hide Matching Documents

The documents where this entity occurs most often are shown below. Click on a document to open it.

Document Max. Freq Min. Freq
Robert Underwood Johnson, Clarence Clough Buell, Battles and Leaders of the Civil War. Volume 3. 10 0 Browse Search
Comte de Paris, History of the Civil War in America. Vol. 2. (ed. Henry Coppee , LL.D.) 10 0 Browse Search
Col. J. Stoddard Johnston, Confederate Military History, a library of Confederate States Military History: Volume 9.1, Kentucky (ed. Clement Anselm Evans) 8 0 Browse Search
Edward Alfred Pollard, The lost cause; a new Southern history of the War of the Confederates ... Drawn from official sources and approved by the most distinguished Confederate leaders. 6 0 Browse Search
Philip Henry Sheridan, Personal Memoirs of P. H. Sheridan, General, United States Army . 2 0 Browse Search
James D. Porter, Confederate Military History, a library of Confederate States Military History: Volume 7.1, Tennessee (ed. Clement Anselm Evans) 2 0 Browse Search
William W. Bennett, A narrative of the great revival which prevailed in the Southern armies during the late Civil War 2 0 Browse Search
Jefferson Davis, The Rise and Fall of the Confederate Government 2 0 Browse Search
Horace Greeley, The American Conflict: A History of the Great Rebellion in the United States of America, 1860-65: its Causes, Incidents, and Results: Intended to exhibit especially its moral and political phases with the drift and progress of American opinion respecting human slavery from 1776 to the close of the War for the Union. Volume II. 2 0 Browse Search
The Daily Dispatch: November 7, 1861., [Electronic resource] 2 0 Browse Search
View all matching documents...

Your search returned 47 results in 12 document sections:

1 2
first report of the battle sent North to the newspapers I was reported among the killed; but I was pleased to notice, when the papers reached us a few days later, that the error had been corrected before my obituary could be written. The enemy retired from our front the night of the 8th, falling back on Harrodsburg to form ajunction with Kirby Smith, and by taking this line of retreat opened to us the road to Danville and the chance for a direct march against his depot of supplies at Bryantsville. We did not take advantage of this opening, however, and late in the day-on the 9th-my division marched in pursuit, in the direction of Harrodsburg, which was the apex of a triangle having for its base a line from Perryville to Danville. The pursuit was slow, very slow, consuming the evening of the 9th and all of the 10th and 11th. By cutting across the triangle spoken of above, just south of the apex, I struck the Harrodsburg-Danville road, near Cave Springs, joining there Gilbert's l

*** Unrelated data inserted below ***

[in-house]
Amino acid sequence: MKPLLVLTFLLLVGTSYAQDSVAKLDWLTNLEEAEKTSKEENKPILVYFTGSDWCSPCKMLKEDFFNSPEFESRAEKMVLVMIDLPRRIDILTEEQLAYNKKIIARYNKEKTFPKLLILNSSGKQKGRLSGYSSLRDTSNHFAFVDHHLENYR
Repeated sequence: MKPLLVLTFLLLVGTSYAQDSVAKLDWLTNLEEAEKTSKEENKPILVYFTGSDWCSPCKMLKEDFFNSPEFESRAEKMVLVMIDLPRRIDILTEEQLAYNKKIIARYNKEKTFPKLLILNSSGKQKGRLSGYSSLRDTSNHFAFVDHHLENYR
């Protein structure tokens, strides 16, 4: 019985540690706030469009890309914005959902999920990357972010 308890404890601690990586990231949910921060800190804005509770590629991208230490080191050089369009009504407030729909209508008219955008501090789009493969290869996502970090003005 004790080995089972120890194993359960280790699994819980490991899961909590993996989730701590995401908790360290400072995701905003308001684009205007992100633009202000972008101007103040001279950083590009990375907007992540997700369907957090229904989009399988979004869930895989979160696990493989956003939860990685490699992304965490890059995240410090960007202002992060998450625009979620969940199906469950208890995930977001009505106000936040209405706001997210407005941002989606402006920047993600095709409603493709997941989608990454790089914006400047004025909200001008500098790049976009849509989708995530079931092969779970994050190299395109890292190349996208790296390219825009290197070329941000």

Robert Underwood Johnson, Clarence Clough Buell, Battles and Leaders of the Civil War. Volume 3., Bragg's invasion of Kentucky. (search)
yville this road has a branch which turns north-east to that place. Now remember that our stores and supplies were at Bryantsville and Camp Dick Robinson about eighteen miles east of Perryville, and that Kirby Smith was at McCown's Ferry, on the Keville during the night of the 7th, at which place a road forks, running east to Harrodsburg and thence to our depot at Bryantsville; and also consider that Mackville was as near Bryantsville as were our troops in front of Perryville. On the 7th ouBryantsville as were our troops in front of Perryville. On the 7th our cavalry fought with considerable tenacity, particularly in the evening, when the enemy sought to get possession of the only accessible supply of water. General Buell, in his report, says: The advanced guard, consisting of cavalry and artilleryore day on the 13th I received the following appointment and instructions in a special order from General Bragg, dated Bryantsville: Colonel Wheeler is hereby appointed chief of cavalry, and is authorized to give orders in the name of the command
Robert Underwood Johnson, Clarence Clough Buell, Battles and Leaders of the Civil War. Volume 3., Morgan's cavalry during the Bragg invasion. (search)